Morocco’s burgeoning automobile sector is driving the industrialisation of an economy still heavily dependent on agriculture. The country’s auto sector will help push GDP growth up 4.5 to 5 per cent in 2015-2016, from 2.5 per cent in 2014, predicted Capital Economics in a note, making Morocco “North Africa’s best performing economy over the coming years”.
Falling output in agriculture was holding back overall growth. New data showed that Morocco’s economy grew by 2.3 per cent year-on-year in the second quarter of 2014, a bit better than the 1.7 per cent recorded in the first quarter, “but it is still sluggish by past standards”, said Capital Economics. Read more
Last week, India’s prime minister Narendra Modi launched an ambitious push to kick-start India’s relatively small manufacturing sector, lifting its share of India’s GDP to 25 per cent from 15 per cent.
This week, new data suggested how far off that goal may be. The HSBC India Manufacturing Purchasing Managers’ Index fell to a nine-month low in September, down to 51.0 from 52.4 in August. This was probably down to weaker domestic demand, said HSBC, since new export orders had picked up. Read more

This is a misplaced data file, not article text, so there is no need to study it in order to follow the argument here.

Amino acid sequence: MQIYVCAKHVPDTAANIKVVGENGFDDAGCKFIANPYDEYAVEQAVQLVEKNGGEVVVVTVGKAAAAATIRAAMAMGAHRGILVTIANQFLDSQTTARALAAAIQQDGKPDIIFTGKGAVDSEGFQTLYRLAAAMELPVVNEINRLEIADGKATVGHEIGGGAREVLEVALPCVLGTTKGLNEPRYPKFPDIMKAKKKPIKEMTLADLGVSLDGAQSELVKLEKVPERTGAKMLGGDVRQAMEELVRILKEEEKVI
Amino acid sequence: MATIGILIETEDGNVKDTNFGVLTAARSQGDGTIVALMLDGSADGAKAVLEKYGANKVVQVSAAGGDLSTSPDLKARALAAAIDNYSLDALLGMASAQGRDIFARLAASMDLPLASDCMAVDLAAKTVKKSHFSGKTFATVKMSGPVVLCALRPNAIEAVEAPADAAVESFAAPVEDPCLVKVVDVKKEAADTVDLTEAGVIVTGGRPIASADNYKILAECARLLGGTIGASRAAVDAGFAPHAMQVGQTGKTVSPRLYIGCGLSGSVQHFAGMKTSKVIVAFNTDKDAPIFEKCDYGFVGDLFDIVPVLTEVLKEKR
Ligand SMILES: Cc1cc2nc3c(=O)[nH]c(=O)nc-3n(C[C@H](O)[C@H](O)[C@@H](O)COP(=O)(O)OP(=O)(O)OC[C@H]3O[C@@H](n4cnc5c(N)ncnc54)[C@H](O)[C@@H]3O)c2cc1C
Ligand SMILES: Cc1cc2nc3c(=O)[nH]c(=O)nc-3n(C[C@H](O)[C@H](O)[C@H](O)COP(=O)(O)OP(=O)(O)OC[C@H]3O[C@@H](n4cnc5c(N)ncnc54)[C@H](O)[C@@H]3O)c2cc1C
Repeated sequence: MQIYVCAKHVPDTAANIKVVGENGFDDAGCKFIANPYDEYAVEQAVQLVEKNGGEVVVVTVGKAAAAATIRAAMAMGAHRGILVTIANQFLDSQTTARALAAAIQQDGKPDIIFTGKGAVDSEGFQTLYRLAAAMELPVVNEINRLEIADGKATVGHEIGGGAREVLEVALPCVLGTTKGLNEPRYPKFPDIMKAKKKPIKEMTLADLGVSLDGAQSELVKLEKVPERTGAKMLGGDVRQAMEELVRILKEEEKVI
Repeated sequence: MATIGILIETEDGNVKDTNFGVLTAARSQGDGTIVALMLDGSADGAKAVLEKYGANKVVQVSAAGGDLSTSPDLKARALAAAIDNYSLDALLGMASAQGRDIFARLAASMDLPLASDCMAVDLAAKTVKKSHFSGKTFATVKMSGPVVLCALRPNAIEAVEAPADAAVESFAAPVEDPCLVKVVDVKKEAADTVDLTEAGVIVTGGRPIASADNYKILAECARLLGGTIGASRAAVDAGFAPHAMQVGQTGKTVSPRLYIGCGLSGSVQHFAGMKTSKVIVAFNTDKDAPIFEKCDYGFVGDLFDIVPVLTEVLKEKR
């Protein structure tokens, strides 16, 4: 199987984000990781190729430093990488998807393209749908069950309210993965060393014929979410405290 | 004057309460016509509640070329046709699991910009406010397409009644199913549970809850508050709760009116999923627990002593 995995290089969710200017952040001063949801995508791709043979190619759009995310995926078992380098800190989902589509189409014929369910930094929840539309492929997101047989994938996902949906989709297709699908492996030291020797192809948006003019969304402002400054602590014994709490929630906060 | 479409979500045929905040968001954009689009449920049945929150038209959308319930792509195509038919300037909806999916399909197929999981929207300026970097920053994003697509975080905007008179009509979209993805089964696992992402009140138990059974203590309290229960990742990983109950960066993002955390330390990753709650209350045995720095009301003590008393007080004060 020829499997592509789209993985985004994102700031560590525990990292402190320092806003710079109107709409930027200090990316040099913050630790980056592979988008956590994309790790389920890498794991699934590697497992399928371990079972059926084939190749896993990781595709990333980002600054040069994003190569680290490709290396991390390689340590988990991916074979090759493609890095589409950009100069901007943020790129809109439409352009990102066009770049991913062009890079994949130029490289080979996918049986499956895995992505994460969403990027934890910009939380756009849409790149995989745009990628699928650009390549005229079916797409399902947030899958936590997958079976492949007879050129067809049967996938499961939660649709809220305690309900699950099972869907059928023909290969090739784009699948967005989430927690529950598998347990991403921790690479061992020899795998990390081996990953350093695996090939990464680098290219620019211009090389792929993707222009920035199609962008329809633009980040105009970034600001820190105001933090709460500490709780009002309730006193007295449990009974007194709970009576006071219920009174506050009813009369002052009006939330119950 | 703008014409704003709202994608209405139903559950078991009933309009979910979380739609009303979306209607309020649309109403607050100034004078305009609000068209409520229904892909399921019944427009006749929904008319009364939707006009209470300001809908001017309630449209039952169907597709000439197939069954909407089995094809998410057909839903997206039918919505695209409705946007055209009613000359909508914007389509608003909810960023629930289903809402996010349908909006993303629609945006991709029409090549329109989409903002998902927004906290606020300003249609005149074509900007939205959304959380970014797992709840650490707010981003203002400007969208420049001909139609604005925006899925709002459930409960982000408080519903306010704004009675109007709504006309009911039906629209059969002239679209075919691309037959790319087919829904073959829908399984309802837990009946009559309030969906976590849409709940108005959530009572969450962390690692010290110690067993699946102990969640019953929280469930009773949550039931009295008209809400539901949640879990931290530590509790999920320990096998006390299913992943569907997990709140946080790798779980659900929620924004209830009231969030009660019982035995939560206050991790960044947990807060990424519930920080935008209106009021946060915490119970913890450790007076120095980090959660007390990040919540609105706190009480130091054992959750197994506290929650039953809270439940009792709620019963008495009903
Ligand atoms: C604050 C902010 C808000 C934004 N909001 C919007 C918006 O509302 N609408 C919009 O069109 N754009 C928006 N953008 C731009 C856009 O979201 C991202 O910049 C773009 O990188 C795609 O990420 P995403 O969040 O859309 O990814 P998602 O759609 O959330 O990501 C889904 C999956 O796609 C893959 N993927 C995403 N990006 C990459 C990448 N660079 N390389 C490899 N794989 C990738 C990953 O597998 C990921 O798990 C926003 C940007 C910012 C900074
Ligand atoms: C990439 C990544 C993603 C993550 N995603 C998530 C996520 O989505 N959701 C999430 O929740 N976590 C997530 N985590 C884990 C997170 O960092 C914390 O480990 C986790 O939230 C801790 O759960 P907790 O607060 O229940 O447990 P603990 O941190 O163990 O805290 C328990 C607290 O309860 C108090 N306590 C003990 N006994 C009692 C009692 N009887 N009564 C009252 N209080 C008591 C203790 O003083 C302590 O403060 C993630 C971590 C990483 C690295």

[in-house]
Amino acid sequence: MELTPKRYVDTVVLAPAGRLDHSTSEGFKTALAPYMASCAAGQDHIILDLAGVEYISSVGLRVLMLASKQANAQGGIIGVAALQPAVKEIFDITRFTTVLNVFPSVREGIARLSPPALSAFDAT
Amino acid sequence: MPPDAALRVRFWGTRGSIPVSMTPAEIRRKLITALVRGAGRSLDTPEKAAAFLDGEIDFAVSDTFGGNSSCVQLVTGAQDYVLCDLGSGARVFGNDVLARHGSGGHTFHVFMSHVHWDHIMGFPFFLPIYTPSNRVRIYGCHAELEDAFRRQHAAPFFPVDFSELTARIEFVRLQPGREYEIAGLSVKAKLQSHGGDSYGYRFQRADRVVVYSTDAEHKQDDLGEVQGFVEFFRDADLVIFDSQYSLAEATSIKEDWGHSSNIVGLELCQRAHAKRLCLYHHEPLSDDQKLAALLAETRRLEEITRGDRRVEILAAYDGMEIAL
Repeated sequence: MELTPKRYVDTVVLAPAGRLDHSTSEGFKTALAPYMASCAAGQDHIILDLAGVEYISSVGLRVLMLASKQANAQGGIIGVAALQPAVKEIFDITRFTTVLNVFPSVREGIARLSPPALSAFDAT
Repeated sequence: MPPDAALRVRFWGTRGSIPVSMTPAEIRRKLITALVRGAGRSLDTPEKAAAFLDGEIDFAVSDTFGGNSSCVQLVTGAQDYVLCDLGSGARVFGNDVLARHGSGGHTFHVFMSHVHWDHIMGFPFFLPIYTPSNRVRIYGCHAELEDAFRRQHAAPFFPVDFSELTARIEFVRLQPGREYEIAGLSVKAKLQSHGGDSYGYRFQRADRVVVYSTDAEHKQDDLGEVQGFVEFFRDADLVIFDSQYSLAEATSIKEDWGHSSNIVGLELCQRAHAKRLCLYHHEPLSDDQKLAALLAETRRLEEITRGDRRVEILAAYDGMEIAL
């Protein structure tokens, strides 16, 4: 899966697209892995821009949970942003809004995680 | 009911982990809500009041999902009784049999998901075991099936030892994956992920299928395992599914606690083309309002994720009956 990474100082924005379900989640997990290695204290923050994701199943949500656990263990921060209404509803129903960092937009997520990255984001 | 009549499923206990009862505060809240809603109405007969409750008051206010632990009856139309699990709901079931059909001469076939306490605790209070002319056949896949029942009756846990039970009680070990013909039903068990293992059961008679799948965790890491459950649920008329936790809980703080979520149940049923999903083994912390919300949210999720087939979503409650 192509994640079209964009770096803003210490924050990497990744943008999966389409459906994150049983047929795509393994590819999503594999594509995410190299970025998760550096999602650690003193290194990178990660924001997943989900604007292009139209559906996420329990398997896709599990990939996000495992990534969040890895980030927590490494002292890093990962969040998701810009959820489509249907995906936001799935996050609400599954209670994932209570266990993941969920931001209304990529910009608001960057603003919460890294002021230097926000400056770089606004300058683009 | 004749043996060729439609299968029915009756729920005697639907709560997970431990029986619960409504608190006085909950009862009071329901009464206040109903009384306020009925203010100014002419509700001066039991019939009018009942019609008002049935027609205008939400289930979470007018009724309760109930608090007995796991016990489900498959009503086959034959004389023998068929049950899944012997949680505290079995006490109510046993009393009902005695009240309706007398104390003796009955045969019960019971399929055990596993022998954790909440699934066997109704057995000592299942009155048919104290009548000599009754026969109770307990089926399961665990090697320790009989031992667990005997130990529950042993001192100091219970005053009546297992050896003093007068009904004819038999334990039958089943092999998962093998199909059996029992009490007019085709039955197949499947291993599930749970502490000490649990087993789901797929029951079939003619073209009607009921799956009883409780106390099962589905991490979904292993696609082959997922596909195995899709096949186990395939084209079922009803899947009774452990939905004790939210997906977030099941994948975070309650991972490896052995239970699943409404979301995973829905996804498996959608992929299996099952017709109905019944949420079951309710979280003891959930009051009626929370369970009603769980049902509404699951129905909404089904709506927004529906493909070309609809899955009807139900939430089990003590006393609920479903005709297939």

The number of payments made without handling cash will have surged more than 20 per cent in the developing world in 2013, outpacing mature markets, where growth is expected to have been just 5.6 per cent, according to a new report.
Indeed, China is likely to become the world’s biggest market for non-cash transactions within five years and, while developing markets would take a little longer to surpass mature ones, that outcome also looks likely, according to the World Payments Report by Capgemini and the Royal Bank of Scotland (RBS), published this week. Read more
Few will have missed last week’s unfortunate tale of the Indian newsreader who was fired after she confused the first part of Chinese president Xi Jinping’s name with the similar-looking Roman numeral and renamed him, live on air: “Eleven Jinping.”